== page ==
Cognitive changes 5 years after coronary artery bypass grafting: Is there evidence of late decline?

O. A. Selnes, R. M. Royall, M. A. Grega, Jr Borowicz, S. Quashey, G. M. McKhann

Research output: Contribution to journalArticlepeer-review

145 Scopus citations


Objective: To determine the long-term (preoperative to 5 years postoperative) and late (1-5 years postoperative) changes in cognitive test performance in patients after coronary artery bypass grafting. Setting: The departments of surgery and neurology at The Johns Hopkins University School of Medicine, Baltimore, Md. Patients: A group of 102 patients who completed preoperative and follow-up cognitive testing up to 5 years after coronary artery bypass grafting. Main Outcome Measures: A battery of neuropsychological tests, assessing 8 cognitive domains (attention, language, verbal and visual memory, visuoconstruction, executive function, and psychomotor and motor speed), was administered preoperatively and at 1 month, 1 year, and 5 years postoperatively. Results: Significant changes in neuropsychological test scores from baseline to 5 years were observed in only 3 of the 8 domains: there were declines in visuoconstruction and psychomotor speed and an improvement in executive function. When the period from baseline to 5 years was divided into 2 intervals, we found that cognitive test scores generally improved from baseline to 1 year. By contrast, between 1 and 5 years, there was significant decline in all cognitive domains except for attention and executive function. Some potential explanatory covariates (demographic, medical history, and surgery variables) were associated with changes from baseline to 5 years in some cognitive domains, but few covariates were statistically significant in more than 1 cognitive domain. Conclusions: The change in cognitive test performance between baseline and 5 years is likely related to several factors, including low baseline performance and practice effects. The significant decline in performance between 1 and 5 years, however, raises the possibility that a late cognitive decline may be occurring in this population. Additional studies, with the use of a nonsurgical control group, are needed to determine if the observed cognitive decline is related to bypass surgery itself, normal aging in a population with cardiovascular risk factors, or some combination of these and other factors.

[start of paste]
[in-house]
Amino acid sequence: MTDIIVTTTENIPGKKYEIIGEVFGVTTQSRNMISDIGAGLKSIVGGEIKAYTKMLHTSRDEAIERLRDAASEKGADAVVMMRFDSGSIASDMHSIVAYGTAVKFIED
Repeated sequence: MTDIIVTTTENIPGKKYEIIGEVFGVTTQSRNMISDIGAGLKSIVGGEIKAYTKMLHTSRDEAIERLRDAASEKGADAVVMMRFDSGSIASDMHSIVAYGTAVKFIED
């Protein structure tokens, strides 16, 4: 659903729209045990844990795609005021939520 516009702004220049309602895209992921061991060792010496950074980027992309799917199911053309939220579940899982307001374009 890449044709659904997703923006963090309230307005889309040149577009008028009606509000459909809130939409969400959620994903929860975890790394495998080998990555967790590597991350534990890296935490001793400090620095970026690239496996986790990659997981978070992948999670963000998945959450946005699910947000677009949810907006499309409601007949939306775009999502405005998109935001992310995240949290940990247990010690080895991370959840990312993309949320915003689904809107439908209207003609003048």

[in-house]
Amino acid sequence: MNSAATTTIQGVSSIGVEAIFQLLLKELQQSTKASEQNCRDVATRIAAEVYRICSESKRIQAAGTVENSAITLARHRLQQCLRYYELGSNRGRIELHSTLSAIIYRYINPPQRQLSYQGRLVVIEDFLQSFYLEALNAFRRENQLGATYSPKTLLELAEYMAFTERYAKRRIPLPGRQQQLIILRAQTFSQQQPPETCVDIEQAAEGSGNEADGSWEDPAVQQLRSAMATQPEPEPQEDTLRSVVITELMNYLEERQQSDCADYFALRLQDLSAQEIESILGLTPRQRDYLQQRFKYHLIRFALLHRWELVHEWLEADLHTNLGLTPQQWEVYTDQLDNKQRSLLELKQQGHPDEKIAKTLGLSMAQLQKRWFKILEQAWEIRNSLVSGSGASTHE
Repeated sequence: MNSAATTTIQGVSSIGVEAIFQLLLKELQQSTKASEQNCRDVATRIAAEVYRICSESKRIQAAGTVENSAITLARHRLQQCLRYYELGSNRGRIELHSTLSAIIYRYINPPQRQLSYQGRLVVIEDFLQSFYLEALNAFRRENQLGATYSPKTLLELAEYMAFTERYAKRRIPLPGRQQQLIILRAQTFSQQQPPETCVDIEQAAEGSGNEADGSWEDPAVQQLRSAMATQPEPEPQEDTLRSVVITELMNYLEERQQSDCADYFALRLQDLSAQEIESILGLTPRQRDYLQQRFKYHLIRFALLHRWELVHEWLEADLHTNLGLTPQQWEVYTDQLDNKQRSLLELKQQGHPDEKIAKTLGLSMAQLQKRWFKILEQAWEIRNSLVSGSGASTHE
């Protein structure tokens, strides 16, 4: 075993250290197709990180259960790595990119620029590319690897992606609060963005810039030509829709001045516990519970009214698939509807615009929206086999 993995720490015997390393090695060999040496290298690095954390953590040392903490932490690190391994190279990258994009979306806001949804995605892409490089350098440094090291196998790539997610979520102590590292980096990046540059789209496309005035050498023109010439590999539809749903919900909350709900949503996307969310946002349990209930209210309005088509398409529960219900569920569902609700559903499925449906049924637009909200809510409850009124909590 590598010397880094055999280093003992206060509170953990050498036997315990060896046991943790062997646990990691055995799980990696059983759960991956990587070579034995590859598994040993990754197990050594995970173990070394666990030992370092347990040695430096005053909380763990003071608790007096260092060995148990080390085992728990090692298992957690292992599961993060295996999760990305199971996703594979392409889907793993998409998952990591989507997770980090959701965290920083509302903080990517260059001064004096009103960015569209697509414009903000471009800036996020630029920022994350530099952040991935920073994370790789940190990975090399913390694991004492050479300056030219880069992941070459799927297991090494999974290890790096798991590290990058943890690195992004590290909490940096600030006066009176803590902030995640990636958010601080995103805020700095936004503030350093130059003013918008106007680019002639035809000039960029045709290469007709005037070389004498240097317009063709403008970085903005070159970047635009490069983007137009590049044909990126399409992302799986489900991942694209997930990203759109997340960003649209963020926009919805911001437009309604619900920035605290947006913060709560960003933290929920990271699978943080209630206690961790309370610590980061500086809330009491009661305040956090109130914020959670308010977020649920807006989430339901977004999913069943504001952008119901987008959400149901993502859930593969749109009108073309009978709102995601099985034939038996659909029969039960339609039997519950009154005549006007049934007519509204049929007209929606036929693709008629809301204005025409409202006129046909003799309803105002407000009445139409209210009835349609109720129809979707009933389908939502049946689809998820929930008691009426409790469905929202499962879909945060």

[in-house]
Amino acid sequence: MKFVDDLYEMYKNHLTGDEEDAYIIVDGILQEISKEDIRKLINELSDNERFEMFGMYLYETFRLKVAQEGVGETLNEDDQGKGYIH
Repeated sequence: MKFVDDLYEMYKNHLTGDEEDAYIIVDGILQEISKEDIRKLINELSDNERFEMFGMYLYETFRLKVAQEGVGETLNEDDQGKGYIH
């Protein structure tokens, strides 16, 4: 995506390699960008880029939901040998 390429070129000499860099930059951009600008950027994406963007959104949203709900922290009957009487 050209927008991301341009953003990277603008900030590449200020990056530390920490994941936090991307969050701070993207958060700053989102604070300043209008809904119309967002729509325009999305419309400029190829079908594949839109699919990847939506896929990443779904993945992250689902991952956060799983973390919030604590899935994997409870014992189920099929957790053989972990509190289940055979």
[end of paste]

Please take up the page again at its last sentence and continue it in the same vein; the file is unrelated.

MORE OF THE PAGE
Original languageEnglish (US)
Pages (from-to)598-604
Number of pages7
JournalArchives of neurology
Issue number4
StatePublished - 2001

ASJC Scopus subject areas

  • Arts and Humanities (miscellaneous)
  • Clinical Neurology


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